In Barrage, you play some sort of Mercenary ilot sent in to kill things for one reason or another. This oh-so memorable setup is explained in the opening cutscene, which features some terrible acting. Once you get past this, you get to fire up the first mission — a quick-and-dirty blast across a beautifully modeled prairie town.
Barrage features five stages, plus a “tournament” mode where you pound through all of them at once. Though the levels are decent enough the first or second time around, thereâ€™s just not enough here to make it worth the cash. What Barrage does deliver, however, is a frantic — and sometimes confusing — pace. At almost all times, powerful enemies are swarming around you and firing off missile after missile, but they present little challenge since youâ€™re given unlimited laser fire and missiles, so trigger mashing wonâ€™t deplete your resources.
Virtual invincibility is yours as well — if you run out of energy, youâ€™re forced to land on the ground while your power levels replenish, then itâ€™s off to work again. The only thing to fear is the continually ticking clock — every time you crash, you lose several seconds from your time limit.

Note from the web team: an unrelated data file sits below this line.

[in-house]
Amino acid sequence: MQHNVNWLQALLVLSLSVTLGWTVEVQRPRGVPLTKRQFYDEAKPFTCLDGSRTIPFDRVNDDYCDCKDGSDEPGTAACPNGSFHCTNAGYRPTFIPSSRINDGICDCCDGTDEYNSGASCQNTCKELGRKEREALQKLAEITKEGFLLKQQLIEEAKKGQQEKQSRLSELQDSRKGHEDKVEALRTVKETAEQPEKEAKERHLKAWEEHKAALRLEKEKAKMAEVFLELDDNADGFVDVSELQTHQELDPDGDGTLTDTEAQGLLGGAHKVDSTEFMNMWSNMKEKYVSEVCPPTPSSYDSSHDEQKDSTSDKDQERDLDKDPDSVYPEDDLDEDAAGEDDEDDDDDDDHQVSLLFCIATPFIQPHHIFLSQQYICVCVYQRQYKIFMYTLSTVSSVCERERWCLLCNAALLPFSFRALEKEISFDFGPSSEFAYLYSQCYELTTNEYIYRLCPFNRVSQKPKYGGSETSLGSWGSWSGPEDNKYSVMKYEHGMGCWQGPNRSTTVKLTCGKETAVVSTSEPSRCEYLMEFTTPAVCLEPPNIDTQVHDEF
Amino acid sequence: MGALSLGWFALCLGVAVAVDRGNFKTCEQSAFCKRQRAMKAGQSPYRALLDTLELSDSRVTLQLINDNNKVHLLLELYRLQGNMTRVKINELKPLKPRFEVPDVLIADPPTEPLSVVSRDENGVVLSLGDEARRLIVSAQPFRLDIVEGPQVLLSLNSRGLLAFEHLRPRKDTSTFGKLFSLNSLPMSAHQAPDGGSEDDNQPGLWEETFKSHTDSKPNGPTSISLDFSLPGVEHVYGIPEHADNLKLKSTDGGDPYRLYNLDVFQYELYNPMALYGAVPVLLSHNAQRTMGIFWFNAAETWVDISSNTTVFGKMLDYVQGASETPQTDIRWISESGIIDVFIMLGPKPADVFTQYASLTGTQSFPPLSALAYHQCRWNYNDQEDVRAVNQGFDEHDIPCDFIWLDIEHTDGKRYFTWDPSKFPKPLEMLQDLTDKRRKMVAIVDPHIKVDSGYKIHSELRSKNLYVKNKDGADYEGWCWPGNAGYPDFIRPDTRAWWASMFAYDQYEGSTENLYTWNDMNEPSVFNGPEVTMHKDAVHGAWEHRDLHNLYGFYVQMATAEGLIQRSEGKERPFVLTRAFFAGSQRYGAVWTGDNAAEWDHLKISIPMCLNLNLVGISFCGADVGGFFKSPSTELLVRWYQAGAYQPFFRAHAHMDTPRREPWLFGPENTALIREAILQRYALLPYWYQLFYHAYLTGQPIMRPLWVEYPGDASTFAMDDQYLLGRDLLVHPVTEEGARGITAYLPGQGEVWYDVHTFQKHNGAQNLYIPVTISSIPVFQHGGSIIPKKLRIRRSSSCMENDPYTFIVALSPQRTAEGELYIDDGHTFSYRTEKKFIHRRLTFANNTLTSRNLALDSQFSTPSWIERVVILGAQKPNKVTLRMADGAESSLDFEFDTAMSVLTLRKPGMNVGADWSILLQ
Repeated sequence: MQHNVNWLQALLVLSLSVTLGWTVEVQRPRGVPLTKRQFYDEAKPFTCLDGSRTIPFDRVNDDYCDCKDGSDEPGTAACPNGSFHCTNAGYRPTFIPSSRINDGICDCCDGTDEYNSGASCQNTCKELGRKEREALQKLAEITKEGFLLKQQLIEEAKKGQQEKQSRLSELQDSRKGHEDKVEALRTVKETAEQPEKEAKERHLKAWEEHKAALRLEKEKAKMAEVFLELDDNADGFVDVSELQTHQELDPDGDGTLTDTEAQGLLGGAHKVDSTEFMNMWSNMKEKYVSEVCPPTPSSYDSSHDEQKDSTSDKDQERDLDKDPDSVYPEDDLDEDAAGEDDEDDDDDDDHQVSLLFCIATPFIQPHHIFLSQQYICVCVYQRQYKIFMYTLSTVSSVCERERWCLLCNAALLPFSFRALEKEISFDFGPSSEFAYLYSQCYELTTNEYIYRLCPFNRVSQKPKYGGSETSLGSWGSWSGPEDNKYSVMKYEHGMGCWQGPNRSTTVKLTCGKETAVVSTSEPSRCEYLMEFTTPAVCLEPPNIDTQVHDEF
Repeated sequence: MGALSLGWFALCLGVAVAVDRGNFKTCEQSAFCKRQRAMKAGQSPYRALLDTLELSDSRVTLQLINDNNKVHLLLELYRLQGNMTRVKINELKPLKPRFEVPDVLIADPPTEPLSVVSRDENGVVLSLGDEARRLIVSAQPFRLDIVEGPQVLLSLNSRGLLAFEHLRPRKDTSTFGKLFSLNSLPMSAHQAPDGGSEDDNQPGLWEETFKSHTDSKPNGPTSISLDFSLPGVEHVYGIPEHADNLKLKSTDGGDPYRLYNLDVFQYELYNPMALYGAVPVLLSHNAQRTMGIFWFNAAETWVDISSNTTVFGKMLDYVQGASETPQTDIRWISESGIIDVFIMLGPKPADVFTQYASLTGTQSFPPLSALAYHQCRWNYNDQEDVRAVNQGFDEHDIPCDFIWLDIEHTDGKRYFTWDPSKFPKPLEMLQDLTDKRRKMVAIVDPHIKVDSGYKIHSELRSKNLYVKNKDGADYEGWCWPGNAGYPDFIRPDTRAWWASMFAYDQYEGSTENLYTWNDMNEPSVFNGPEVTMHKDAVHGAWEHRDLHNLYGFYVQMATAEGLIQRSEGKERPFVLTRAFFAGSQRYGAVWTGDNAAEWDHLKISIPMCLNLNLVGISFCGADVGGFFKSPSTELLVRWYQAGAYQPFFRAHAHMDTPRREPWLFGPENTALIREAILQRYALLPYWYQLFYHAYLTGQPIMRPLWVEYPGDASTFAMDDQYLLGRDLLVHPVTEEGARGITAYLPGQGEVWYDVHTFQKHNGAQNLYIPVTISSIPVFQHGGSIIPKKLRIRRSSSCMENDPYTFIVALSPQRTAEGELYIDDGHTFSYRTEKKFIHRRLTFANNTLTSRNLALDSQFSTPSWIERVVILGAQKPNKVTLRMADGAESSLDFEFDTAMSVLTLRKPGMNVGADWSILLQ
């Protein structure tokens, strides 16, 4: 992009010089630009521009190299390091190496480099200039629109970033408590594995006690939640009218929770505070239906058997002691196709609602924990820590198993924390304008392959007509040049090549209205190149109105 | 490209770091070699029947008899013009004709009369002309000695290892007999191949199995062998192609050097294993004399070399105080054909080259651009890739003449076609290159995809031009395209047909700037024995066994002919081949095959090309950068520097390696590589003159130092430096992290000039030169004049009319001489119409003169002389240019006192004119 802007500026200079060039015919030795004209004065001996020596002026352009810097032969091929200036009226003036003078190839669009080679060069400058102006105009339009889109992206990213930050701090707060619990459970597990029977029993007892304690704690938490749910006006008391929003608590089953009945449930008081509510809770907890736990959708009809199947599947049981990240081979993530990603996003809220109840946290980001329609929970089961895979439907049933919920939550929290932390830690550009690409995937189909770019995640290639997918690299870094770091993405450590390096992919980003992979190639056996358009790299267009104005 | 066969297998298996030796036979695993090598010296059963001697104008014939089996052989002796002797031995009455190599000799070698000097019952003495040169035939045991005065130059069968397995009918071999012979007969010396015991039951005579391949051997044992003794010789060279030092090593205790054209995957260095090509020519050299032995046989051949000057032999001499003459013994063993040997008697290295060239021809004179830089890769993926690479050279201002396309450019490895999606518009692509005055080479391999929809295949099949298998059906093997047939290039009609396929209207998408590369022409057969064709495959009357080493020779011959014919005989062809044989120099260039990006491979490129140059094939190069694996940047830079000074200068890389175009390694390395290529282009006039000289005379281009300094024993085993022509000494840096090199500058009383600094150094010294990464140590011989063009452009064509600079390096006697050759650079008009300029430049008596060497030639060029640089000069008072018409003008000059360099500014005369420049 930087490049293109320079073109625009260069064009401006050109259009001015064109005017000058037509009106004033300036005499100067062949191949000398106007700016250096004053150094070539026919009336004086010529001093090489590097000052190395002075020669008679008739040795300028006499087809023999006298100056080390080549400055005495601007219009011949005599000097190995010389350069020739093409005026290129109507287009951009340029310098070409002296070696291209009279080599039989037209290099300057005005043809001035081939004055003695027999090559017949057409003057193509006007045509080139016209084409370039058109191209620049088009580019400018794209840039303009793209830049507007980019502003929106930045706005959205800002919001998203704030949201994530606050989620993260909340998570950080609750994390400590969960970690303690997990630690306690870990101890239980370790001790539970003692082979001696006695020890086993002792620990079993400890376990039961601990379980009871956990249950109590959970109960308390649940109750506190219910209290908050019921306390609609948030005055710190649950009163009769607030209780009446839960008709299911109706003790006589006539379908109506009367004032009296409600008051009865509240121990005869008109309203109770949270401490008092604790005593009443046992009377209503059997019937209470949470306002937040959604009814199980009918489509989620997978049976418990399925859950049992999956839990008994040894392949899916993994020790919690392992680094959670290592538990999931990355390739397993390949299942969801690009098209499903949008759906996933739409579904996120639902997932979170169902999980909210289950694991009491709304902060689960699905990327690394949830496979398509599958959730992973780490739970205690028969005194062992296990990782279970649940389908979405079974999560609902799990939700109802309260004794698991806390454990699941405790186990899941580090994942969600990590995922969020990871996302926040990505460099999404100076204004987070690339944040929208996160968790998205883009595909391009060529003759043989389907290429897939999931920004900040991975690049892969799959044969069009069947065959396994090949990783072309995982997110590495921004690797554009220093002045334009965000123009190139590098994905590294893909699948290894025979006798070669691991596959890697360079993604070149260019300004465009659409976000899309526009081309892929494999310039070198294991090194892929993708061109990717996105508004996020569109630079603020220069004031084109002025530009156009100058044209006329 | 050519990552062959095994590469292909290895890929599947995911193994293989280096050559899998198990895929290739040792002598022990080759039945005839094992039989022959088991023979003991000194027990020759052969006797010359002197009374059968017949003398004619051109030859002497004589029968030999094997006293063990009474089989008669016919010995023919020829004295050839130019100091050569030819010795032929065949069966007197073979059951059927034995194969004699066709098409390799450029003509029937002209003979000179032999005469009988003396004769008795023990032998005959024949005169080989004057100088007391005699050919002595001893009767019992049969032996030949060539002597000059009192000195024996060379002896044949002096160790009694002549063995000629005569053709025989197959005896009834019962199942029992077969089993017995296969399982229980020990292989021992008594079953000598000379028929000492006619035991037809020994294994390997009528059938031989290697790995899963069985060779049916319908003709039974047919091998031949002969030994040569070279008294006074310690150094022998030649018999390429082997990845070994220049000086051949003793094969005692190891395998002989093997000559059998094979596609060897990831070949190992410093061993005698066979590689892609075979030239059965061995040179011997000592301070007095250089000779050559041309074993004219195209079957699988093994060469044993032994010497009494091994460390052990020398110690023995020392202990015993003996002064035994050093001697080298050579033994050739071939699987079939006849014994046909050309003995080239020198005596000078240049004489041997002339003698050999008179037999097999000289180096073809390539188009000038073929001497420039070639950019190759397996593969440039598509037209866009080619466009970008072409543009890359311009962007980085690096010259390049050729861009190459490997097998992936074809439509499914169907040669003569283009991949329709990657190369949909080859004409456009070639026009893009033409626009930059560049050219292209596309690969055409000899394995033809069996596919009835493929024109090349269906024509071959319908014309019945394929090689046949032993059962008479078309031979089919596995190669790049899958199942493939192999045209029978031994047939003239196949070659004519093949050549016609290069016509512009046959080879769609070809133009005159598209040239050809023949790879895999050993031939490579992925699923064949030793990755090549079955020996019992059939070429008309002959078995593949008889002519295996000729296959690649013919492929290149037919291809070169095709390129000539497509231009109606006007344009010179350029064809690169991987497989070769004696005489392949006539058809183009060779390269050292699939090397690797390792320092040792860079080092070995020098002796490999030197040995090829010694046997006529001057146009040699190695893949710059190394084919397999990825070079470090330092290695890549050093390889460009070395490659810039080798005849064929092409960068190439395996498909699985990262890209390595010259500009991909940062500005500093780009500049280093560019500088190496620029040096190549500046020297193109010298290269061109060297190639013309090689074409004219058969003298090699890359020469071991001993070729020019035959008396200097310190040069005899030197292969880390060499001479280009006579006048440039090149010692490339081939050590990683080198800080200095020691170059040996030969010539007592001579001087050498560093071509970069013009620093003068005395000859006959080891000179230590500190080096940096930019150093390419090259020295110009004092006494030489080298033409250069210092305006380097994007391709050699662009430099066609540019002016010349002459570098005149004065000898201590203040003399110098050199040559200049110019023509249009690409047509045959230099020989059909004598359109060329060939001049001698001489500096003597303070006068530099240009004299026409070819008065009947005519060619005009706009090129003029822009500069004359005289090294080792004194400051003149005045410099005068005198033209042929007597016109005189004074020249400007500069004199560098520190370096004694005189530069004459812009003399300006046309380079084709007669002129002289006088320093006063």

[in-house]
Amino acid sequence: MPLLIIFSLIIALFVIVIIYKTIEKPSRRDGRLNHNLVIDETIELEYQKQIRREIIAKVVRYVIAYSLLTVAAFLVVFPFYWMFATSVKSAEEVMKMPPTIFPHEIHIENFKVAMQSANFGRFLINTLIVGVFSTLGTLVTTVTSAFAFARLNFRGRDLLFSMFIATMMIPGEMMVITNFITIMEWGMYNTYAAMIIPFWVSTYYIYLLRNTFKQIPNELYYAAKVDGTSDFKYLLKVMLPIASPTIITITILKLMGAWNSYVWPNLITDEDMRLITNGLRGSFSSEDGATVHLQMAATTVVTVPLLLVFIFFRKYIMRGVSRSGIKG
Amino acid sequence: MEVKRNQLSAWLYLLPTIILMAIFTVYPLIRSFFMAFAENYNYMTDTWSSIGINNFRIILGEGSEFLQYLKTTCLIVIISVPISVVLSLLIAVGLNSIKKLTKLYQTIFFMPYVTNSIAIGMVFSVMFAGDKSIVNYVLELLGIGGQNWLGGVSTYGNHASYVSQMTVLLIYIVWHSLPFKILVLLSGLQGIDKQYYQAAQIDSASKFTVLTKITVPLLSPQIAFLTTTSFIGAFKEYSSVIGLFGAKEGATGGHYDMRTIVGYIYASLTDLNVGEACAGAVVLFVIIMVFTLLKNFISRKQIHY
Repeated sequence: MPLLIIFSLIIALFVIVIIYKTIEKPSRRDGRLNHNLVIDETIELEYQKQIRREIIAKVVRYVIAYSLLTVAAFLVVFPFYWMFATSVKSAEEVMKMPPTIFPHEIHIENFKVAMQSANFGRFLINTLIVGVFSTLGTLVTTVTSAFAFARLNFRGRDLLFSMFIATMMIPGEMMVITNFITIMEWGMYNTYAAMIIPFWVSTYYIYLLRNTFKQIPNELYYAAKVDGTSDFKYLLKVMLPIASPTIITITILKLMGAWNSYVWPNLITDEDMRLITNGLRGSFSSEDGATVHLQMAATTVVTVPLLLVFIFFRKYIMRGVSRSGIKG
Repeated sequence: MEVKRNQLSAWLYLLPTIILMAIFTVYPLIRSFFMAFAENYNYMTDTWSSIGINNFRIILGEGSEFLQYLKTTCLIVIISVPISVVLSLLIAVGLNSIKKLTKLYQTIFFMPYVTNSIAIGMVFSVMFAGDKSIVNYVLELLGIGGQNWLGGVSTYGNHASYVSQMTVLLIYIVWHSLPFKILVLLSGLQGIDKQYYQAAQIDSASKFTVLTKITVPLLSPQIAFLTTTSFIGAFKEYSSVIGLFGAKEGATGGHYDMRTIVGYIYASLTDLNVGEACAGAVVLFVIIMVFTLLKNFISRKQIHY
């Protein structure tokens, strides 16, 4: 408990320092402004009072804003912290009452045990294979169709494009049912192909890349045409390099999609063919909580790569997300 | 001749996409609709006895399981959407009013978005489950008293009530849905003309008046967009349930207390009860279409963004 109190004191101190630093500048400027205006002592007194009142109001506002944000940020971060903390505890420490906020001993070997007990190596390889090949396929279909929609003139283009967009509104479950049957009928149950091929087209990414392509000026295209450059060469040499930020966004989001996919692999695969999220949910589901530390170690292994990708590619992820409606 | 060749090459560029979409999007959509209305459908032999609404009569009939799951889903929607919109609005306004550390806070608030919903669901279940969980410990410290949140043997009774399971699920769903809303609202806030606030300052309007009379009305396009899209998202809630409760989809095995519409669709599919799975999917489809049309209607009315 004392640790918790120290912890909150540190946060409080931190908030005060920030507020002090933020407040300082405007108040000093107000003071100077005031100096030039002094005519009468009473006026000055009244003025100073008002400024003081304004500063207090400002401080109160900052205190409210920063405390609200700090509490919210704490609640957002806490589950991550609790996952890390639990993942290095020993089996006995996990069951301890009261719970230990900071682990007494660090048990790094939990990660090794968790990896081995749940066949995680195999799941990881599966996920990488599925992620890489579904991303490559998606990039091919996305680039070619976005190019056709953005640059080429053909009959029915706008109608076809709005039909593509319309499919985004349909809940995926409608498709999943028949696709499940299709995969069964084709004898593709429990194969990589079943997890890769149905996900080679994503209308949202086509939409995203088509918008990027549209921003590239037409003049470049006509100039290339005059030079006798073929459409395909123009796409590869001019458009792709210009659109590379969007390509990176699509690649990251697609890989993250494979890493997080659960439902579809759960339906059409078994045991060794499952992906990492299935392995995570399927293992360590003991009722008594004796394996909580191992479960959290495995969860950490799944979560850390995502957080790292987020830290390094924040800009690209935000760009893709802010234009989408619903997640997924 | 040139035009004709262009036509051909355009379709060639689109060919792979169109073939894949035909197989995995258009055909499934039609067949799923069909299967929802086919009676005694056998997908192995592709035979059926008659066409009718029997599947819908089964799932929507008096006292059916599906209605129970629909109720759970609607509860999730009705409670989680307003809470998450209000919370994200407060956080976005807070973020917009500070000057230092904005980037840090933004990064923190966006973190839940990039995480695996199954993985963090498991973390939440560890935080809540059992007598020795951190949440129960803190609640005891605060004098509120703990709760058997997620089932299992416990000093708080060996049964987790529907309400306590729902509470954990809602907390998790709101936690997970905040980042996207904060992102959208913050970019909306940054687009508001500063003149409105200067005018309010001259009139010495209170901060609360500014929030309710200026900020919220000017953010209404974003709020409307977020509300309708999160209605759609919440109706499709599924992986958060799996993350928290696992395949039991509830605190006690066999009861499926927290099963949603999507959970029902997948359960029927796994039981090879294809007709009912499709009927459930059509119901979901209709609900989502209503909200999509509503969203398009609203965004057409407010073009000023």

In most of the maps, your goal is to fly around and grab certain items, be they nuke parts or energy generators. Once youâ€™ve rammed into enough objects, itâ€™s on to the next stage. In the world of mindless arcade-style shooters, this thin combination of story and gameplay might be acceptable if the entertainment were there, but Barrage never really succeeds on this level due to its wobbly series of levels and forgettable gameplay.
System Requirements: Pentium III 1 GHz, 128 MB RAM, WinXP
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